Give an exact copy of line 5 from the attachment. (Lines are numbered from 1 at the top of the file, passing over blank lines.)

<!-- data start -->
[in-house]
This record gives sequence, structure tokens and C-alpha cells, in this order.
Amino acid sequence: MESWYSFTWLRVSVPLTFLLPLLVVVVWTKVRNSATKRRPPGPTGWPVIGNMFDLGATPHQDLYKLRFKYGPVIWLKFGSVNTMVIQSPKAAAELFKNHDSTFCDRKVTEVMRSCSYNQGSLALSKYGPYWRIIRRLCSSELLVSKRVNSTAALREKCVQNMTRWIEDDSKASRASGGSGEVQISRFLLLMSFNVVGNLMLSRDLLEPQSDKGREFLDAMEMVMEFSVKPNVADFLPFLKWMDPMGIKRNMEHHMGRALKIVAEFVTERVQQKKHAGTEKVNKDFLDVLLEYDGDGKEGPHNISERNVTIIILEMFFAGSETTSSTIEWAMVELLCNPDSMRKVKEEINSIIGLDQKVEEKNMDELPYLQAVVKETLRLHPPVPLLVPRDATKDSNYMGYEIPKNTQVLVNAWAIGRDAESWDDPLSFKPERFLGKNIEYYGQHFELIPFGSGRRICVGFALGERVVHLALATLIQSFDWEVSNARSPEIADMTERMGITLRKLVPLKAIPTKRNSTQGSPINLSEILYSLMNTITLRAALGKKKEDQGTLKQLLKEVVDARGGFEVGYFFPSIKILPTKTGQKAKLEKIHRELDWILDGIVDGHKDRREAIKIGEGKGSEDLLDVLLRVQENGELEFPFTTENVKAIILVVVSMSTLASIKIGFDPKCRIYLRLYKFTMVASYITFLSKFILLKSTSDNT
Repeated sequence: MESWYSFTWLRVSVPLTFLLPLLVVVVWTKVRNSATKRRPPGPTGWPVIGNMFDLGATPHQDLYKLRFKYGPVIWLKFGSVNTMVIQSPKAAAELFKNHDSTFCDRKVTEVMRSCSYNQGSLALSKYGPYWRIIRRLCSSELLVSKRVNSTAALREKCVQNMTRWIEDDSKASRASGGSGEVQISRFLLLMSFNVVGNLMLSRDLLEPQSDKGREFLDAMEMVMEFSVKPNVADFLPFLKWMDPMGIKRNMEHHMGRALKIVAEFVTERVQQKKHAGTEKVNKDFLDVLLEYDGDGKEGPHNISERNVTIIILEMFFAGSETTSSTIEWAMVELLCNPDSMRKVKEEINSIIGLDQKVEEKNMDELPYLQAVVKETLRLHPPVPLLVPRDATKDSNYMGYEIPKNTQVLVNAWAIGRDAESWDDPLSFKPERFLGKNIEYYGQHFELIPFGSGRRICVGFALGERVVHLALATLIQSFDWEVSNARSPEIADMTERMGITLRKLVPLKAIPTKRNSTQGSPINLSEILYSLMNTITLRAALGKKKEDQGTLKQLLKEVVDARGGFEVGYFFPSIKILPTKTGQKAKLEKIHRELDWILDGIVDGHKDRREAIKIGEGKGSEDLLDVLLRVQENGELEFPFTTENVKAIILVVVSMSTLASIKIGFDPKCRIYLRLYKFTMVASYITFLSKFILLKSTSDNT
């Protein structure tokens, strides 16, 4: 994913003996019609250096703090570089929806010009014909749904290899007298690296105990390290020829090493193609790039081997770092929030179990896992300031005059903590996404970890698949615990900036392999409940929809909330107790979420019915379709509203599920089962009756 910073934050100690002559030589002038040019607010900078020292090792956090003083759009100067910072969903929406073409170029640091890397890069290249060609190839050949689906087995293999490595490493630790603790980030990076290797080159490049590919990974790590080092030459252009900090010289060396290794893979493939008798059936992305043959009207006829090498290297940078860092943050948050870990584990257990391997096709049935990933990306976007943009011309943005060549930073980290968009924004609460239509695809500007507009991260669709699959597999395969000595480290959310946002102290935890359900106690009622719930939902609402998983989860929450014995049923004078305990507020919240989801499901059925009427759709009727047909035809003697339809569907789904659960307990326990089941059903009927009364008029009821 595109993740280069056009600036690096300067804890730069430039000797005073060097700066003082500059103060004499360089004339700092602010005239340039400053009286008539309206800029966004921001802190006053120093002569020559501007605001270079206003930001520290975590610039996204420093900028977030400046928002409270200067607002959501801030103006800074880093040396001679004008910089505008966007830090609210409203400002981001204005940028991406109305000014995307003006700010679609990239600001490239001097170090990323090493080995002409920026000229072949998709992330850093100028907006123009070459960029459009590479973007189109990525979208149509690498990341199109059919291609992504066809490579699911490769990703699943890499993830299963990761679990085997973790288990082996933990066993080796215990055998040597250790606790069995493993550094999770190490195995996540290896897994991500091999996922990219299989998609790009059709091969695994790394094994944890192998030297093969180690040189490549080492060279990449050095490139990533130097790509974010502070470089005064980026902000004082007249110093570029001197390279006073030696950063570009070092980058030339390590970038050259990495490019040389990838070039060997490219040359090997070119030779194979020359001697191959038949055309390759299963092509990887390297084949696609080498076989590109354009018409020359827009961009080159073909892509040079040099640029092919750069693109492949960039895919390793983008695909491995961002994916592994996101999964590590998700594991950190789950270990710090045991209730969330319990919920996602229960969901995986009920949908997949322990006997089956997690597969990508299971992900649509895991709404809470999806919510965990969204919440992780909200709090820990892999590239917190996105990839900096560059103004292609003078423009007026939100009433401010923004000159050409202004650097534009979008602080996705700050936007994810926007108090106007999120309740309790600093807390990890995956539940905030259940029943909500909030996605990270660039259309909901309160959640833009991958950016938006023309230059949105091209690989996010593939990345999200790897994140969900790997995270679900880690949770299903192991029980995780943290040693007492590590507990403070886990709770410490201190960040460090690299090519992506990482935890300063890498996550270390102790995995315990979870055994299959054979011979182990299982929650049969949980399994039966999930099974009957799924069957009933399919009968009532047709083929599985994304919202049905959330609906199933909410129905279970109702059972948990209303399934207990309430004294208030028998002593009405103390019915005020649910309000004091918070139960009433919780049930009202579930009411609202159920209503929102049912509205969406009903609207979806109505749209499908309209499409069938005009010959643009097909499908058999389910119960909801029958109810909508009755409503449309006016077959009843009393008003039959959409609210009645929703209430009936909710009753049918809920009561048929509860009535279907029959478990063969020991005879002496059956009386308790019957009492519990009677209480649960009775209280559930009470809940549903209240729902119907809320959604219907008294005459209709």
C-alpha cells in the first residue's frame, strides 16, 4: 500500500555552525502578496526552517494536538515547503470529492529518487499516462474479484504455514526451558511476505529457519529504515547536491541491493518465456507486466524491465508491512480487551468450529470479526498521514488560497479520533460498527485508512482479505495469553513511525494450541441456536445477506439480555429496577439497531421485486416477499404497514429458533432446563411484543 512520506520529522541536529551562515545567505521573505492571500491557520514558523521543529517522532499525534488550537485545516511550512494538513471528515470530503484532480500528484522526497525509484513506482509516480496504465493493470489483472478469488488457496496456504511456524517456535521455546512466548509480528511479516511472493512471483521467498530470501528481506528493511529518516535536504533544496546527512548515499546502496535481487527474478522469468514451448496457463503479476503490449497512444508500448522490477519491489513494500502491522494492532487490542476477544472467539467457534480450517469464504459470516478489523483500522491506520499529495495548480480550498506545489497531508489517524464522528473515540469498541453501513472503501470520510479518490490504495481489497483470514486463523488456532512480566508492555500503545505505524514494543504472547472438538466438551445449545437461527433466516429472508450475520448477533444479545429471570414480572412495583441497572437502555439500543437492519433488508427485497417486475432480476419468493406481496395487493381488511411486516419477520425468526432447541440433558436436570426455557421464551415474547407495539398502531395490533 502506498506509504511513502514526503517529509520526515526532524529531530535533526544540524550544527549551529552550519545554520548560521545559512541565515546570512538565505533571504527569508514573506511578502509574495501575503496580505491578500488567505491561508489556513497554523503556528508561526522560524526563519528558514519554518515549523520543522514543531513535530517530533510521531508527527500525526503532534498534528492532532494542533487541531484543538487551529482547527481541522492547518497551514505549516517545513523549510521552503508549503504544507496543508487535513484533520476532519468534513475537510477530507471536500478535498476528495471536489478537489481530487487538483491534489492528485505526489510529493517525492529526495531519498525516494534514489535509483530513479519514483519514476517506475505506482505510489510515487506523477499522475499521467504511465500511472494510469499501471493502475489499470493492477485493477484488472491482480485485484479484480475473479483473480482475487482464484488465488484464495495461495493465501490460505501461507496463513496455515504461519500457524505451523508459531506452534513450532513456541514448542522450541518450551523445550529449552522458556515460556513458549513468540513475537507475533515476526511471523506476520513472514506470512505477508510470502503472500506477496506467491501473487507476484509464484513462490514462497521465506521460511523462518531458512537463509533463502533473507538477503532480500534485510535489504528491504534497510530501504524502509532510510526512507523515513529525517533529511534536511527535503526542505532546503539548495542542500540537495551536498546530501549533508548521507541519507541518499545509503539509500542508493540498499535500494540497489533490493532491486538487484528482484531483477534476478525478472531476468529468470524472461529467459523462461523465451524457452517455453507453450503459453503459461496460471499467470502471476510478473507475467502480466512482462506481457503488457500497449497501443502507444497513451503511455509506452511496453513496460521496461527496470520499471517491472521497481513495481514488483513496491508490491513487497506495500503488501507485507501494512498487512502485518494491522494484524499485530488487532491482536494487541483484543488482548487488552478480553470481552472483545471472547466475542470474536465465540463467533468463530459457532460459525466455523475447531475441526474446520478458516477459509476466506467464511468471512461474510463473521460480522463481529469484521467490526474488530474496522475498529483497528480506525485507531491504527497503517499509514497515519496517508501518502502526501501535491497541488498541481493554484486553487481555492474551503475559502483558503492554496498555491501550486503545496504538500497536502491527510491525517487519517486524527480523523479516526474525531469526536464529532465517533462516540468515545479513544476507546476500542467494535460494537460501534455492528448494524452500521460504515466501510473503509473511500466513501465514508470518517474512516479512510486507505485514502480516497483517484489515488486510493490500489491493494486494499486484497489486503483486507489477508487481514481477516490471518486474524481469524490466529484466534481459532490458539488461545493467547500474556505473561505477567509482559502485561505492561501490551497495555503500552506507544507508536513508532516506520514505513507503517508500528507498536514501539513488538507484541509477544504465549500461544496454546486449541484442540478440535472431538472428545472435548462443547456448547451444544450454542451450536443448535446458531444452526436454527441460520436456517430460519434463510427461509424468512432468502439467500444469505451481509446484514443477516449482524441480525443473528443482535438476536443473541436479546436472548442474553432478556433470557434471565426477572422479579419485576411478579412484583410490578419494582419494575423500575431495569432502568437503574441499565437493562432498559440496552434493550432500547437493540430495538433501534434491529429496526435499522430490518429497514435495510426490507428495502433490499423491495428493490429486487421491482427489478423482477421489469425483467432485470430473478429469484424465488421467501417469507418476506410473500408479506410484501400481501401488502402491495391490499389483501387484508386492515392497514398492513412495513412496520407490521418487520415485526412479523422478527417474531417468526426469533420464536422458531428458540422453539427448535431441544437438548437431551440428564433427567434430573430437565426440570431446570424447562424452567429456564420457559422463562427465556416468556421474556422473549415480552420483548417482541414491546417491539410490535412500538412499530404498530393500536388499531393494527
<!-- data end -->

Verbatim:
């Protein structure tokens, strides 16, 4: 994913003996019609250096703090570089929806010009014909749904290899007298690296105990390290020829090493193609790039081997770092929030179990896992300031005059903590996404970890698949615990900036392999409940929809909330107790979420019915379709509203599920089962009756 910073934050100690002559030589002038040019607010900078020292090792956090003083759009100067910072969903929406073409170029640091890397890069290249060609190839050949689906087995293999490595490493630790603790980030990076290797080159490049590919990974790590080092030459252009900090010289060396290794893979493939008798059936992305043959009207006829090498290297940078860092943050948050870990584990257990391997096709049935990933990306976007943009011309943005060549930073980290968009924004609460239509695809500007507009991260669709699959597999395969000595480290959310946002102290935890359900106690009622719930939902609402998983989860929450014995049923004078305990507020919240989801499901059925009427759709009727047909035809003697339809569907789904659960307990326990089941059903009927009364008029009821 595109993740280069056009600036690096300067804890730069430039000797005073060097700066003082500059103060004499360089004339700092602010005239340039400053009286008539309206800029966004921001802190006053120093002569020559501007605001270079206003930001520290975590610039996204420093900028977030400046928002409270200067607002959501801030103006800074880093040396001679004008910089505008966007830090609210409203400002981001204005940028991406109305000014995307003006700010679609990239600001490239001097170090990323090493080995002409920026000229072949998709992330850093100028907006123009070459960029459009590479973007189109990525979208149509690498990341199109059919291609992504066809490579699911490769990703699943890499993830299963990761679990085997973790288990082996933990066993080796215990055998040597250790606790069995493993550094999770190490195995996540290896897994991500091999996922990219299989998609790009059709091969695994790394094994944890192998030297093969180690040189490549080492060279990449050095490139990533130097790509974010502070470089005064980026902000004082007249110093570029001197390279006073030696950063570009070092980058030339390590970038050259990495490019040389990838070039060997490219040359090997070119030779194979020359001697191959038949055309390759299963092509990887390297084949696609080498076989590109354009018409020359827009961009080159073909892509040079040099640029092919750069693109492949960039895919390793983008695909491995961002994916592994996101999964590590998700594991950190789950270990710090045991209730969330319990919920996602229960969901995986009920949908997949322990006997089956997690597969990508299971992900649509895991709404809470999806919510965990969204919440992780909200709090820990892999590239917190996105990839900096560059103004292609003078423009007026939100009433401010923004000159050409202004650097534009979008602080996705700050936007994810926007108090106007999120309740309790600093807390990890995956539940905030259940029943909500909030996605990270660039259309909901309160959640833009991958950016938006023309230059949105091209690989996010593939990345999200790897994140969900790997995270679900880690949770299903192991029980995780943290040693007492590590507990403070886990709770410490201190960040460090690299090519992506990482935890300063890498996550270390102790995995315990979870055994299959054979011979182990299982929650049969949980399994039966999930099974009957799924069957009933399919009968009532047709083929599985994304919202049905959330609906199933909410129905279970109702059972948990209303399934207990309430004294208030028998002593009405103390019915005020649910309000004091918070139960009433919780049930009202579930009411609202159920209503929102049912509205969406009903609207979806109505749209499908309209499409069938005009010959643009097909499908058999389910119960909801029958109810909508009755409503449309006016077959009843009393008003039959959409609210009645929703209430009936909710009753049918809920009561048929509860009535279907029959478990063969020991005879002496059956009386308790019957009492519990009677209480649960009775209280559930009470809940549903209240729902119907809320959604219907008294005459209709």